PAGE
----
Special warnings about this medication: Call your doctor immediately if you begin to suffer angioedema while taking Tarka. Warning signs include swelling of the face, lips, tongue, or throat; swelling of the arms and legs; and difficulty swallowing or breathing. Bee or wasp venom given to prevent an allergic reaction to stings may cause a severe allergic reaction to Tarka. Kidney dialysis can also prompt an allergic reaction to the drug. Tarka sometimes causes a severe drop in blood pressure. The danger is especially great if you have been taking water pills (diuretics), or if you have heart disease, kidney disease, or a potassium or salt imbalance. Excessive sweating, severe diarrhea, and vomiting are also a threat. They can rob the body of water, causing a dangerous drop in blood pressure. If you feel light-headed or faint, you should lie down and contact your doctor immediately. Because another of the ACE inhibitors, Capoten, has been known to cause serious blood disorders, your doctor will check your blood regularly while you are taking Tarka. If you develop signs of infection such as a sore throat or a fever, you should contact your doctor at once--an infection could be a signal of blood abnormalities. Tarka may also affect the liver, so your doctor will perform liver function tests periodically. Report these symptoms of liver problems to your doctor immediately: a generally run-down feeling, fever, pain in the upper right abdomen, or yellowing of the skin or the whites of your eyes. If you have a heart condition, heart failure, cardiac irregularities, kidney disease, liver disease, diabetes, or Duchenne's dystrophy (the most common type of muscular dystrophy), make certain that your doctor knows about it. Tarka should be used with caution under these circumstances.
Possible food and drug interactions when taking this medication: If Tarka is taken with certain other drugs, the effects of either could be increased, decreased, or altered. It is especially important to check with your doctor before combining Tarka with the following: Drugs classified as "beta blockers," such as Inderal, Lopressor, and Tenormin Carbamazepine (Tegretol) Cimetidine (Tagamet) Cyclosporine (Sandimmune, Neoral) Digoxin (Lanoxin) Disopyramide (Norpace) Diuretics such as Lasix and HydroDIURIL Flecainide (Tambocor) Lithium (Lithonate, Lithobid) Phenobarbital Potassium-sparing diuretics such as Aldactone, Midamor, Dyrenium Potassium supplements such as K-Lyte, K-Tabs, and Slow-K Quinidine (Quinidex) Rifampin (Rifadin) Theophylline (Theo-Dur) Because Tarka can increase the potassium level in your blood, you should avoid salt substitutes that contain potassium unless your doctor approves.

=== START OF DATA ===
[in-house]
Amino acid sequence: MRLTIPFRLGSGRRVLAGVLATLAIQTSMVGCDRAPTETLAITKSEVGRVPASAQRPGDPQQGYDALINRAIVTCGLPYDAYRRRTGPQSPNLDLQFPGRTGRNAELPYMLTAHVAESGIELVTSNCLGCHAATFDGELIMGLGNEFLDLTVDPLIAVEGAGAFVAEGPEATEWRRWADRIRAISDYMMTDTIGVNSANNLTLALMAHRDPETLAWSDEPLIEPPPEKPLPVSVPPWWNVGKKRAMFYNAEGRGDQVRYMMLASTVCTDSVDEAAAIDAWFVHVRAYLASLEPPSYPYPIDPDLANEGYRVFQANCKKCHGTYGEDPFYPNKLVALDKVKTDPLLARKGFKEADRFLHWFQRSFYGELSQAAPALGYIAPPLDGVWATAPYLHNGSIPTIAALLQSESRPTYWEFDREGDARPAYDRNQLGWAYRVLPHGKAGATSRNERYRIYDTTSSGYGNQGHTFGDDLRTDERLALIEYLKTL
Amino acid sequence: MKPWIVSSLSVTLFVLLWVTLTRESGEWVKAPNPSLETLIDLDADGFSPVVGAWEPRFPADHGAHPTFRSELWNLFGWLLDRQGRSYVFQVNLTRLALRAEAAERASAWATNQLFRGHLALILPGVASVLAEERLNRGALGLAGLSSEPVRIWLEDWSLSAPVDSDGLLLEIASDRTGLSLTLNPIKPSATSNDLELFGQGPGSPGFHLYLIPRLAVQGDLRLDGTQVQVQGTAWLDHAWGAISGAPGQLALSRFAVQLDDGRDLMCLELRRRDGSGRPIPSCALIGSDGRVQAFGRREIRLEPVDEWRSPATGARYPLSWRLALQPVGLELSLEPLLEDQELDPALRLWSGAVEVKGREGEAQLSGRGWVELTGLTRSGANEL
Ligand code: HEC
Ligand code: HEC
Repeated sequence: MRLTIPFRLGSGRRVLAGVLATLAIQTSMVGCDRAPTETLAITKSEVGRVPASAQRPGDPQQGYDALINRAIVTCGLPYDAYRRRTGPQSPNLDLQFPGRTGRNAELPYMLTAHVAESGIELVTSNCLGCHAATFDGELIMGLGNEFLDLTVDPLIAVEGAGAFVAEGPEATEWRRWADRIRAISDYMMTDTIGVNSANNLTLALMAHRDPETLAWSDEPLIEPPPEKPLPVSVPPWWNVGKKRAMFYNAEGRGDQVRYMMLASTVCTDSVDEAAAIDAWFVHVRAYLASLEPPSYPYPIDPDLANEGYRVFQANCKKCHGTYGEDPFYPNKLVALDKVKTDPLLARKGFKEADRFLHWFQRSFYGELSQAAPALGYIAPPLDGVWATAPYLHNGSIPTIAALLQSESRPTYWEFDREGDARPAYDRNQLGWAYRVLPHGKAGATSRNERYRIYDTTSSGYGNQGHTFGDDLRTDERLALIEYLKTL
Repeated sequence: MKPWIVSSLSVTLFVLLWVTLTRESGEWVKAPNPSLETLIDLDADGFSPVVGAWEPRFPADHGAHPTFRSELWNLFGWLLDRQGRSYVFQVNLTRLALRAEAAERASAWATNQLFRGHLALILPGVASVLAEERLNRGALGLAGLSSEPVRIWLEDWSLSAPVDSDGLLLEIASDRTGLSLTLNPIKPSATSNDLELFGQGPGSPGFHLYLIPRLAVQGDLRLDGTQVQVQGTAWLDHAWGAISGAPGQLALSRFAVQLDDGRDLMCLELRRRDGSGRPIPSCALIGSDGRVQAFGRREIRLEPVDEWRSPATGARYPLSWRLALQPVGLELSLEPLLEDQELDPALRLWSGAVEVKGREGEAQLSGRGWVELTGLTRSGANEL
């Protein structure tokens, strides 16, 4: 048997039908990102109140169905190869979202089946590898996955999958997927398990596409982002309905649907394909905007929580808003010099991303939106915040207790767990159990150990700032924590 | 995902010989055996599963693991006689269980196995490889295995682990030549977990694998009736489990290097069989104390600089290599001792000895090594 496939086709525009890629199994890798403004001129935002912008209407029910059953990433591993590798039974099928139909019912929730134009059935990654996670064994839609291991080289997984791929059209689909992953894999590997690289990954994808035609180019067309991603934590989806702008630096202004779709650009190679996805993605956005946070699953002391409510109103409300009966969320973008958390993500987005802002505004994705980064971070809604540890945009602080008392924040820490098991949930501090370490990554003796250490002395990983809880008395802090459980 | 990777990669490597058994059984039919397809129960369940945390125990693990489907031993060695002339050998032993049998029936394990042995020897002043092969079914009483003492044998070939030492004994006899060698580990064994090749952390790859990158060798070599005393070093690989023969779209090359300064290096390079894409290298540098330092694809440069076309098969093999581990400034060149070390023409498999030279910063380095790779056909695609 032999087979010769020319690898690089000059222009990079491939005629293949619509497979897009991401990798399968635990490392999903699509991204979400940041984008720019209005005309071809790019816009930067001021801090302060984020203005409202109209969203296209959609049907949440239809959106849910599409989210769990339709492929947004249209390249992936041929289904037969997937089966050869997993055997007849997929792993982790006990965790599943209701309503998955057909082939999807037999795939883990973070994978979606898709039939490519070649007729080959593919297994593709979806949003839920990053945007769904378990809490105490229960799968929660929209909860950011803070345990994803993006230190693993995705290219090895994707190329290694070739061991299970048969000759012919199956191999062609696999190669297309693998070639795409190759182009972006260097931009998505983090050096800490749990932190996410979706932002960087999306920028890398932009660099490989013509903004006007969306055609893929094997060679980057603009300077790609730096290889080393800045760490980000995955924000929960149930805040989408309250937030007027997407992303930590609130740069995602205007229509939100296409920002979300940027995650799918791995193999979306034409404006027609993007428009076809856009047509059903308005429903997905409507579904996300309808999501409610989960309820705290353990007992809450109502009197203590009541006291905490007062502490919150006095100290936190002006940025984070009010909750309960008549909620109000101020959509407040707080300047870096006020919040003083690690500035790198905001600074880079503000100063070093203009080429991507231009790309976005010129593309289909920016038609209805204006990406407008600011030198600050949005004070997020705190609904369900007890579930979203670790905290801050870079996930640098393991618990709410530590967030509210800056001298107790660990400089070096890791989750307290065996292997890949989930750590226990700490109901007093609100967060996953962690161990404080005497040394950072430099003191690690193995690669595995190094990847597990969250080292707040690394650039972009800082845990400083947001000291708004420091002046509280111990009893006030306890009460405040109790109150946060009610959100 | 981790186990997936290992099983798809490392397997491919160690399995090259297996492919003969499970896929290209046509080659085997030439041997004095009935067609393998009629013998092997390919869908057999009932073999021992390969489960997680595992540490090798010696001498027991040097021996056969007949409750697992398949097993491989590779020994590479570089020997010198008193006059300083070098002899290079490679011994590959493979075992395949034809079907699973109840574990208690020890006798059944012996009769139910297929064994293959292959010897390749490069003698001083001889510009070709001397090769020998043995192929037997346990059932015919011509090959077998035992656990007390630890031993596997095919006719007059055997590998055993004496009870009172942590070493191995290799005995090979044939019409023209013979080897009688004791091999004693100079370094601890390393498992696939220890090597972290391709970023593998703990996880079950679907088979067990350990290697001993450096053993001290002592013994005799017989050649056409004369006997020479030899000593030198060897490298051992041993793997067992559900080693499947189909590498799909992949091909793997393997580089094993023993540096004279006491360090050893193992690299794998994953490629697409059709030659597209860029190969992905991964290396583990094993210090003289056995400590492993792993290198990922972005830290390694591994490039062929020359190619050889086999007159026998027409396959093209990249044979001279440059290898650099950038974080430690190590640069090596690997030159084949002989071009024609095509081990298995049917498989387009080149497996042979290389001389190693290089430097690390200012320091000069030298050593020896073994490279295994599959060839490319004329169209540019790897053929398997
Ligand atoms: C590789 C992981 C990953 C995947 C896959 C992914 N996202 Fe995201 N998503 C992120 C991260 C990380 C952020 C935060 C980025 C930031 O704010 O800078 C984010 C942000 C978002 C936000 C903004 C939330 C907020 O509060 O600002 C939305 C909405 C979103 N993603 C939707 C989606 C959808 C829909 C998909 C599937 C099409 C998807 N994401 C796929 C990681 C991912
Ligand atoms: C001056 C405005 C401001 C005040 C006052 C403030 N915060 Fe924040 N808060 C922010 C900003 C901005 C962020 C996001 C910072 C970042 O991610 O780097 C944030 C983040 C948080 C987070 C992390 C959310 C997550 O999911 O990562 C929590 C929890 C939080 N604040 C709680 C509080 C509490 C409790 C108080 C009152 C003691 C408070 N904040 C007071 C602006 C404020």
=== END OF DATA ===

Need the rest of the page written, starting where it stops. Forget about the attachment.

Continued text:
Special information if you are pregnant or breastfeeding: Because of its ACE-inhibitor component (trandolapril), Tarka should not be used during pregnancy. When taken during the last 6 months of pregnancy, ACE inhibitors can cause birth defects, premature birth, and death of the developing or newborn baby. If you become pregnant, inform your doctor immediately. The verapamil component of Tarka does appear in breast milk and could affect a nursing infant. Do not breastfeed while taking Tarka.
Recommended dosage: ADULTS: Tarka comes in four strengths of trandolapril and sustained-release verapamil. Your doctor will prescribe a dose of Tarka that is comparable to the doses you were taking separately. Doses range from 1 to 4 milligrams of trandolapril and 180 to 240 milligrams of verapamil. Tarka is taken once a day with food. If you have impaired liver or kidney function, your doctor will adjust your dosage accordingly. CHILDREN: The safety and effectiveness of Tarka in children under 18 have not been established. OLDER ADULTS: If you are over 65 years old, you may be more sensitive to Tarka. Your doctor will monitor your blood pressure more closely and adjust your medication dose accordingly.
Overdosage: An overdose of Tarka can cause dangerously low blood pressure and life-threatening heart problems. If you suspect an overdose, seek medical treatment immediately.